The Minister of State should consider a broader issue linked to the point made by Senator Norris — whether there should not be statutory protection for the use of the name “Ombudsman”. This exists in New Zealand which was the first of the common law jurisdictions to have an Ombudsman. They protected the name and no one but the state Ombudsman can use the term. I would not go that far but people should know what they are getting when they go to the Ombudsman. If the Ombudsman is simply a PRO for or a captive of an industry, or is controlled or a part of that industry's marketing strategy, then the public is being duped. It is being told that there is someone who can protect its interests when that is not the case.
The essential features of an Ombudsman have already been set out by Senator Norris: first, independence; second, tenure — they cannot be dismissed at the whim of people who do not like  their reports; third, public accountability and, fourth, the ability to make reports and adjudications. There is always a difficulty when a functionary such as this is attached to and controlled by an industry. There are two forms of control — appointment and the ability to starve them into submission by withholding resources.
In an odd way there were complaints about this when the first Ombudsman was set up by this House. I remember Mr. Mills having such difficulties. Luckily, mechanisms exist in the public service to sort out that sort of problem. Presumably there needs to be a similar mechanism in the private sector. However, I recommend to the Minister of State the provision of a statutory definition of the term “Ombudsman”. Bodies which do not meet that definition or are not prepared to meet it in ways which are clearly accountable, should not be allowed to use the term.
There is a clear need for regulation of the insurance industry. It may be that this should be achieved through the appointment of a statutory regulator. It does not matter whether one calls them a regulator or an Ombudsman provided they are doing the job. People who are trammelled or prevented from exercising the independence which is the main characteristic of an Ombudsman should not be allowed to call the office that of an Ombudsman. They should be prevented from doing this by the Consumer Protection Act. These people are not real Ombudsmen and should not be allowed to call themselves so.
I have shared some of the experiences of the insurance industry which Senator Norris mentioned. I have an insurance policy which I thought would be worth a great deal but I find it is worth very little. We need this protection because most of the people dealing with insurance companies are vulnerable to high pressure salesmanship, worried about provision for their old age and they are not well informed on these financial and actuarial matters. They can be sold duff policies by insurance companies. More than any other part of the financial services sector, insurance companies need some degree of regulation.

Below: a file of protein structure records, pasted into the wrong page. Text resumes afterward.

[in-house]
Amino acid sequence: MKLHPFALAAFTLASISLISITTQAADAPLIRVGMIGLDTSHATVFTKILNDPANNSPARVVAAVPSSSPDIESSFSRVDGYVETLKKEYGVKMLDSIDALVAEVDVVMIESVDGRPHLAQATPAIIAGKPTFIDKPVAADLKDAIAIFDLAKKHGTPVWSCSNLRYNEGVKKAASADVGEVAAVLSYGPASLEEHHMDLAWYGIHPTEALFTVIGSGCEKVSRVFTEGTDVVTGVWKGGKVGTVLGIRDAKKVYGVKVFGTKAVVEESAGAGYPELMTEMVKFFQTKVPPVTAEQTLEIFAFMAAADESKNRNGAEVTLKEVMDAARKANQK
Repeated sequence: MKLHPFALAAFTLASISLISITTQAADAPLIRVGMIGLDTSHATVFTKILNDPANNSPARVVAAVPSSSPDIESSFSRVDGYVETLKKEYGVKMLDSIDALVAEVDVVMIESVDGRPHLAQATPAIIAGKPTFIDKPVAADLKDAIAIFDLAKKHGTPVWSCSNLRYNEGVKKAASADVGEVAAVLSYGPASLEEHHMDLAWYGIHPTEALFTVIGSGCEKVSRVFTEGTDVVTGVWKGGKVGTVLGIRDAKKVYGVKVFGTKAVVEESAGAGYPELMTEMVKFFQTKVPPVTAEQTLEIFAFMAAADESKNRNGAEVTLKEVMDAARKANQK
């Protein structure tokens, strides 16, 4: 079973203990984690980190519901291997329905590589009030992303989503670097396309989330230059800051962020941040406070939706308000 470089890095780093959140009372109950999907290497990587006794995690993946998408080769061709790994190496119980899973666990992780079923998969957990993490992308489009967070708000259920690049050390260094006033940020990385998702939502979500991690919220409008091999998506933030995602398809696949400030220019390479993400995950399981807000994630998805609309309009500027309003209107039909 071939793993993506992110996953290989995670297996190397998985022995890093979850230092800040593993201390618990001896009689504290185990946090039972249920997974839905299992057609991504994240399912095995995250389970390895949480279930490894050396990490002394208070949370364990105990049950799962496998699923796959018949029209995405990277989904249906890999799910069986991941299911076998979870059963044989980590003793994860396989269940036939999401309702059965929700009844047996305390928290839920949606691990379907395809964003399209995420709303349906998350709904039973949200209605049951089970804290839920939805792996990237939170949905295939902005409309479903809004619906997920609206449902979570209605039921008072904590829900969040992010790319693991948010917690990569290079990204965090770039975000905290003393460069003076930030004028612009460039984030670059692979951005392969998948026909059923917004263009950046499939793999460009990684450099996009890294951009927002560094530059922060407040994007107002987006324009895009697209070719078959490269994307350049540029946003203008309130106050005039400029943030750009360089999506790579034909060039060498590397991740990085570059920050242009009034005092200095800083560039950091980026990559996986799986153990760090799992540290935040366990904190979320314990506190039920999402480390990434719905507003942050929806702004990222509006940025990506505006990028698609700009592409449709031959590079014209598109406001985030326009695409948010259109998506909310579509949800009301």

People who deal with insurance need the reassurance and solace that there is an independent person who will take their case without cost or having to go through the courts, and without the hassle associated with taking on a large corporation. That is what the Ombudsman should do and what he or she should be enabled to do. The best way of ensuring that is to provide a statutory framework which defines what an Ombudsman does and indicate the conditions which must be met by companies in securing independence, accountability and resources before they can call their adjudicator an Ombudsman.
This is a broader question than regulating the insurance industry, although it shows up most starkly there. The concept of ombudsman has become well known. There have been distinguished Ombudsmen in this State who have set  markers of fair play and guidelines for the way Departments and others should operate and they have greatly improved public administration and public confidence in that administration. It debases the work they have done if other industries are allowed to set up some sham position which does not do what it promises. We cannot interfere in the private sector but the Government can and should regulate the use of the term “ombudsman”.
Mrs. A. Doyle Mrs. A. Doyle
Mrs. A. Doyle: This is the fourth occasion on which these Houses have discussed this problem yet the facts still need to be put on record. It says something about the Department and the Minister if, on the fourth occasion on which we tried to get the facts onto the record, Members of the Dáil and Seanad have been unable to do so. I am concerned that we are no nearer getting the full facts onto the record. The Minister, for all his delicacy in the statements which he has issued on this matter, stands indicted.
He stated that it has been “universally recognised that the Insurance Ombudsman scheme has been an outstanding success for the dispute resolution service”. I do not question that. He continued, however, that this was not only “a tribute to the present incumbent, Ms Paulyn Marrinan Quinn but also to her staff and the operation of the scheme itself, including the co-operation of participating insurers”. I wonder what the Minister takes the Members of this House and the public to be. He obviously does not accept that Paulyn Marrinan Quinn's statements are true or he could not put that statement on the record. The success to date of the office of the Ombudsman, and Paulyn Marrinan Quinn's personal record in dispute resolution — 1,500 cases in five years — is a compliment to the personal ability and integrity of the holder of the office, despite the constant bullying of the insurance industry. The success is not because of the industry, it is despite it. If the Minister can come into this House today, on the fourth occasion this matter has been put on the record, and still not grasp that fact, there is a major problem with the Department, the Minister and his understanding of what has happened to the office of the Insurance Ombudsman in recent times.